It’s not often I get to say that here in telly land, and I rarely get so excited I go all in and all caps. But this is it guys – this is the moment.
I get to announce the WEDDING OF THE YEAR!
The Windsors is hilarious and at this rate will never run out of material. Each episode makes me feel about 140% more patriotic. Long may they reign.
Missing your Downton Abbey Sunday evening fix? Fancy a posh period drama? They don’t come any posher than this. Dramatist Peter Morgan (who wrote the film The Queen from 2006) offers us a new biographical series about Queen Elizabeth II and her family, disappointingly not called Keeping Up With The Windsors. It’s one of the most lavish and expensive period dramas ever made, and everyone who watches this sort of telly was startled to find out it wasn’t going to be broadcast on the BBC, the go-to broadcaster for Grandma-friendly programming. New commissioning behemoth Netflix apparently paid £100 million for the first 20 episodes, so you can see why the Beeb might have said no, in a year where they couldn’t find enough change down the sofa to keep Mel, Sue and Mary in their big tent.
Continue reading “‘The Crown’”
Exciting times for history fans! The Last Kingdom (BBC2) starts this week (22 october at 9pm). Expect fighting frightening Vikings, blood and gore, and defending the shores of the British Isles. Expect important and resonant themes of immigration and colonisation. Expect rugged men looking rugged astride horses against rugged landscapes. And expect Bernard Cornwell’s books (this show is based on his series The Saxon Story) to be stacked sky-high in Waterstones.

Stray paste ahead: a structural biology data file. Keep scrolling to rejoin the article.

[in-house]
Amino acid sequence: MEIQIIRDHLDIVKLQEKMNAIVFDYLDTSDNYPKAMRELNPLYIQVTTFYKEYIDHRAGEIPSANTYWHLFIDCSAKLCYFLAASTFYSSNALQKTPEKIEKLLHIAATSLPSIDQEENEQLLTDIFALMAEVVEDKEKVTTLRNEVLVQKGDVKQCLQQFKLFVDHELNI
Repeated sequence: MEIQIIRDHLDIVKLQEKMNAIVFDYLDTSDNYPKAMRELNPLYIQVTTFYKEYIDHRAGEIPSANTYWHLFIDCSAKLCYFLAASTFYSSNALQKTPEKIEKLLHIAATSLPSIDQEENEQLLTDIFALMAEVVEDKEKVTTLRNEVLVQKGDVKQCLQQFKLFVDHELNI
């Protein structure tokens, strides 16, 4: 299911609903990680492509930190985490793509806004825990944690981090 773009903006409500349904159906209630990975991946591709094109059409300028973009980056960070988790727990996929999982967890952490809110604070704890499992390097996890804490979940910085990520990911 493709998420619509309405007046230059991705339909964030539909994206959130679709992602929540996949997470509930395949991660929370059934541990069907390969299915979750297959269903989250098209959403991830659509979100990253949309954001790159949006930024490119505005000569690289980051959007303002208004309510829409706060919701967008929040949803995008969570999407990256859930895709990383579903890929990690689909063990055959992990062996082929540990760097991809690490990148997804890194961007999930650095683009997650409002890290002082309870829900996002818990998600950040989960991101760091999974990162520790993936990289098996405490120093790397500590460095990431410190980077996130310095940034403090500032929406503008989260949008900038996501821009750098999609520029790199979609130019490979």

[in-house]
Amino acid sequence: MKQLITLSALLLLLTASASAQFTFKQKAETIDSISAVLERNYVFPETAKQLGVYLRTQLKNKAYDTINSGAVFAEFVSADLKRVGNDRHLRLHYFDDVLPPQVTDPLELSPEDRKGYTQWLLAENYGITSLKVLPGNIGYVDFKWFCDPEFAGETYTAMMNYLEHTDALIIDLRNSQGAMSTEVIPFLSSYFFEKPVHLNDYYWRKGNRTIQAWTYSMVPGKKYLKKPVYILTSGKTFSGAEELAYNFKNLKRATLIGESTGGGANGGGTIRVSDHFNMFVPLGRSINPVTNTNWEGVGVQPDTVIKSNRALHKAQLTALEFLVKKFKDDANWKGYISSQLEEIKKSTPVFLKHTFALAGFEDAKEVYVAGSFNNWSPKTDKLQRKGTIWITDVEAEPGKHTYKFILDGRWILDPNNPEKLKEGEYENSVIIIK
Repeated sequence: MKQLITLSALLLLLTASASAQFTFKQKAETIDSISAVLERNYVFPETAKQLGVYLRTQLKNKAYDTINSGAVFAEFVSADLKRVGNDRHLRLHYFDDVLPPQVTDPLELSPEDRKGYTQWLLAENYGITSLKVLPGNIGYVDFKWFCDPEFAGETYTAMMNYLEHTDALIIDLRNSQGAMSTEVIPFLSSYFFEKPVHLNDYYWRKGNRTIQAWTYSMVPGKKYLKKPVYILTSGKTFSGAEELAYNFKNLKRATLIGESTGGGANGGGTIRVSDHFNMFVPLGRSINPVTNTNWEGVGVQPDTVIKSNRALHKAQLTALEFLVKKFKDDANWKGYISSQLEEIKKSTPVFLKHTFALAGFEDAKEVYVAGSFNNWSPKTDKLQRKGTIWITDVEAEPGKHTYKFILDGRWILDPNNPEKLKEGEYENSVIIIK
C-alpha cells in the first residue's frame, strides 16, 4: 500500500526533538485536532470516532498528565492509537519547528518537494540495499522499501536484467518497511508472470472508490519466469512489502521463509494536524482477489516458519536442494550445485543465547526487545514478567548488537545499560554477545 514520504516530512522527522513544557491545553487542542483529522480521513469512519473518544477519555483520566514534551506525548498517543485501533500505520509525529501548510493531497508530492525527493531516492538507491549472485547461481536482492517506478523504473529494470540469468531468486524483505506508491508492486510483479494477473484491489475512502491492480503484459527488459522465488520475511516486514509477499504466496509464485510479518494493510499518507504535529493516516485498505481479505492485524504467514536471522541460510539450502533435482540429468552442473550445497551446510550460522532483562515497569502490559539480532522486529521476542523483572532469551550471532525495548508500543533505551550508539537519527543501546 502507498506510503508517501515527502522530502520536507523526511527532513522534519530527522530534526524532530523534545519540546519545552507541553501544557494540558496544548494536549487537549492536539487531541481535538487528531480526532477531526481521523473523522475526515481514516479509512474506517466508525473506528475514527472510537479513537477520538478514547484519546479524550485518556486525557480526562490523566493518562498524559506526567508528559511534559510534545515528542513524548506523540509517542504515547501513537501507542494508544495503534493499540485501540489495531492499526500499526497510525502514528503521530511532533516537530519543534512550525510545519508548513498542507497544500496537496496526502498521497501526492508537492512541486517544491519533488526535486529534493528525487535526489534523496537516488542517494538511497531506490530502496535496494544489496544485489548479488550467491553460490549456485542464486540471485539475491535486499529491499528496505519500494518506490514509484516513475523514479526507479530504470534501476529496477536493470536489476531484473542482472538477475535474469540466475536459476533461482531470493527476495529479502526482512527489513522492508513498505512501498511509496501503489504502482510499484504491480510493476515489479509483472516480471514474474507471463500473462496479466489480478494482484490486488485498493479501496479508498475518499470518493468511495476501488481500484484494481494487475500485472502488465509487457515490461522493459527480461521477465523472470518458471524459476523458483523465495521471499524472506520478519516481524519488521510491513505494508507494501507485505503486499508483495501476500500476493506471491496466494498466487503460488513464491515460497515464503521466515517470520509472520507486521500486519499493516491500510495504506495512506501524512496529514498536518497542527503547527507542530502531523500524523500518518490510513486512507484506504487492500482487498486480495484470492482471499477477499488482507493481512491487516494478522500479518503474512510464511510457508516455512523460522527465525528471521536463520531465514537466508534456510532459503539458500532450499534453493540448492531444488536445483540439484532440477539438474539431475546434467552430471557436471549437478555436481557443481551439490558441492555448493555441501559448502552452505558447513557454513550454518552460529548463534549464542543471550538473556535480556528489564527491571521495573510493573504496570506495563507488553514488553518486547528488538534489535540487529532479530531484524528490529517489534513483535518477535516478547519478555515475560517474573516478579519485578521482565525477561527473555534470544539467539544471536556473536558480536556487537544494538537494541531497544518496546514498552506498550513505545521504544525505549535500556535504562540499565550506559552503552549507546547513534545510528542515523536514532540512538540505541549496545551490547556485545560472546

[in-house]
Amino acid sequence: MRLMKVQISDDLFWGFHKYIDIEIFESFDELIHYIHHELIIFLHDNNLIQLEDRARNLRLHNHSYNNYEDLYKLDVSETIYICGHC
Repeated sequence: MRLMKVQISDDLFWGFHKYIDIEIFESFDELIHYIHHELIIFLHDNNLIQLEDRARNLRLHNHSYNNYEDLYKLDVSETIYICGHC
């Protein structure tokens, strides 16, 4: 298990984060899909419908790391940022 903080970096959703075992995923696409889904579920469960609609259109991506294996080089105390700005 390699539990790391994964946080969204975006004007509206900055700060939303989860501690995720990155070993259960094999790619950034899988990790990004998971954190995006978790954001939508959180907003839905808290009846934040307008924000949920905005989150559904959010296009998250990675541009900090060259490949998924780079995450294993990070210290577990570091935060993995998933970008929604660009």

But don’t expect dragons. Or magic. And it seems there’s slim chance of sex or nudity. If we’ve learned anything this week it’s been that writer Bernard Cornwell is not a fan of Game of Thrones. His work in based in history, so while the costumes, weapons and landscape look epic and lavish, there’s zero fantasy elements.
Continue reading “‘The Last Kingdom’ – Seeing the Future”
I took a risk last week on a new comedy. It sounded like something I might not really get, a life too far removed from mine, so I wondered would the jokes make sense to me? Documentaries are different – that’s information presented as learning. Comedy needs to sit on some mutual ground, a shared understanding, a reference we’re all in on – otherwise it’s a series of in-jokes interspersed by apologies “You had to be there”.
Continue reading “‘Chewing Gum’ – On the Box”
Sir Terry Wogan is living the good life, and he knows it. He’s worked his way up the tv and radio schedules to the lofty status of national treasure and jolly decent chap. He’s the sort of presenter it’s absolutely categorically impossible to dislike, with his warm tones, his charming manner and his often repeated jokes. He’s perfect for happy little interviews with the general public and asking tradesmen and restauranteurs “What is it that you do?”. Over the years he’s perfected his jovial, warm, interested style. He’s happy for you to know he’s on easy street and in this series he doesn’t even have to worry about the driving. Mason McQueen (sadly not called June) is a London cabbie and adventurer, thanks to A Cabbie Abroad which was shown on BBC2 last year. He’s not afraid to leave the confines of the M25 and, like Terry, seems genuinely interested in meeting people and learning about their trade.
Continue reading “‘Terry and Mason’s Great Food Trip’ – On the Box”